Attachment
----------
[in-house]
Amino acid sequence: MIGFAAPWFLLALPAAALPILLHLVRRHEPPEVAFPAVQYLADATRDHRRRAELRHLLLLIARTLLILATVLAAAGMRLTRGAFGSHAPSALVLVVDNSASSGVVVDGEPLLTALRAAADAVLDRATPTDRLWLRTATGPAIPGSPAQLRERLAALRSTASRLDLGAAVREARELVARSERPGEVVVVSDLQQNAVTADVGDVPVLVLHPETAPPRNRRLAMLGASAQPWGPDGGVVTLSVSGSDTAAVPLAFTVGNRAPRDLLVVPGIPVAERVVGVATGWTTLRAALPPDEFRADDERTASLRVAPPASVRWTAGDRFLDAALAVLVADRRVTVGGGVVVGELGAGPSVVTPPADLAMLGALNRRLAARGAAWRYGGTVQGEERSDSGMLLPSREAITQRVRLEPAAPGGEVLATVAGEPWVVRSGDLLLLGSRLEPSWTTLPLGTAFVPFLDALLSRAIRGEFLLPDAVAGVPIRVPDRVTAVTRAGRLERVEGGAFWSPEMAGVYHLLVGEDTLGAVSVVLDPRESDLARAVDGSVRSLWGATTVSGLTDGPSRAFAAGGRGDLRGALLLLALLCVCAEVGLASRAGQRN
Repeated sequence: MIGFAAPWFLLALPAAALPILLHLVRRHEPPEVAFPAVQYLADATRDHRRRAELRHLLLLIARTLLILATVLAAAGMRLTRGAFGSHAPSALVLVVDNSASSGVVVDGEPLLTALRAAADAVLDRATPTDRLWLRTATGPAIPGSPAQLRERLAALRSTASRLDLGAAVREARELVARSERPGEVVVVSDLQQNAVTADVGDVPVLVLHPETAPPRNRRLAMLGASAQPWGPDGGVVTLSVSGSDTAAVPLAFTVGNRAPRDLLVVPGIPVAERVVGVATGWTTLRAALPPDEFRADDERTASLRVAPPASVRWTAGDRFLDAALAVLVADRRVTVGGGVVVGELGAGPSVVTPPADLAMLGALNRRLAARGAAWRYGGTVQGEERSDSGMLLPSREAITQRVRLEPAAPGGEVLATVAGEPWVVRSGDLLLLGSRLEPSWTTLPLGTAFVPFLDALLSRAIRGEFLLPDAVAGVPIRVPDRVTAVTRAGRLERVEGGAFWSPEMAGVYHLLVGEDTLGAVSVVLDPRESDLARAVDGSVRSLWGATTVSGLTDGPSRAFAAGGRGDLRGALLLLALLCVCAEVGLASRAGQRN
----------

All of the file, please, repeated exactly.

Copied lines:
[in-house]
Amino acid sequence: MIGFAAPWFLLALPAAALPILLHLVRRHEPPEVAFPAVQYLADATRDHRRRAELRHLLLLIARTLLILATVLAAAGMRLTRGAFGSHAPSALVLVVDNSASSGVVVDGEPLLTALRAAADAVLDRATPTDRLWLRTATGPAIPGSPAQLRERLAALRSTASRLDLGAAVREARELVARSERPGEVVVVSDLQQNAVTADVGDVPVLVLHPETAPPRNRRLAMLGASAQPWGPDGGVVTLSVSGSDTAAVPLAFTVGNRAPRDLLVVPGIPVAERVVGVATGWTTLRAALPPDEFRADDERTASLRVAPPASVRWTAGDRFLDAALAVLVADRRVTVGGGVVVGELGAGPSVVTPPADLAMLGALNRRLAARGAAWRYGGTVQGEERSDSGMLLPSREAITQRVRLEPAAPGGEVLATVAGEPWVVRSGDLLLLGSRLEPSWTTLPLGTAFVPFLDALLSRAIRGEFLLPDAVAGVPIRVPDRVTAVTRAGRLERVEGGAFWSPEMAGVYHLLVGEDTLGAVSVVLDPRESDLARAVDGSVRSLWGATTVSGLTDGPSRAFAAGGRGDLRGALLLLALLCVCAEVGLASRAGQRN
Repeated sequence: MIGFAAPWFLLALPAAALPILLHLVRRHEPPEVAFPAVQYLADATRDHRRRAELRHLLLLIARTLLILATVLAAAGMRLTRGAFGSHAPSALVLVVDNSASSGVVVDGEPLLTALRAAADAVLDRATPTDRLWLRTATGPAIPGSPAQLRERLAALRSTASRLDLGAAVREARELVARSERPGEVVVVSDLQQNAVTADVGDVPVLVLHPETAPPRNRRLAMLGASAQPWGPDGGVVTLSVSGSDTAAVPLAFTVGNRAPRDLLVVPGIPVAERVVGVATGWTTLRAALPPDEFRADDERTASLRVAPPASVRWTAGDRFLDAALAVLVADRRVTVGGGVVVGELGAGPSVVTPPADLAMLGALNRRLAARGAAWRYGGTVQGEERSDSGMLLPSREAITQRVRLEPAAPGGEVLATVAGEPWVVRSGDLLLLGSRLEPSWTTLPLGTAFVPFLDALLSRAIRGEFLLPDAVAGVPIRVPDRVTAVTRAGRLERVEGGAFWSPEMAGVYHLLVGEDTLGAVSVVLDPRESDLARAVDGSVRSLWGATTVSGLTDGPSRAFAAGGRGDLRGALLLLALLCVCAEVGLASRAGQRN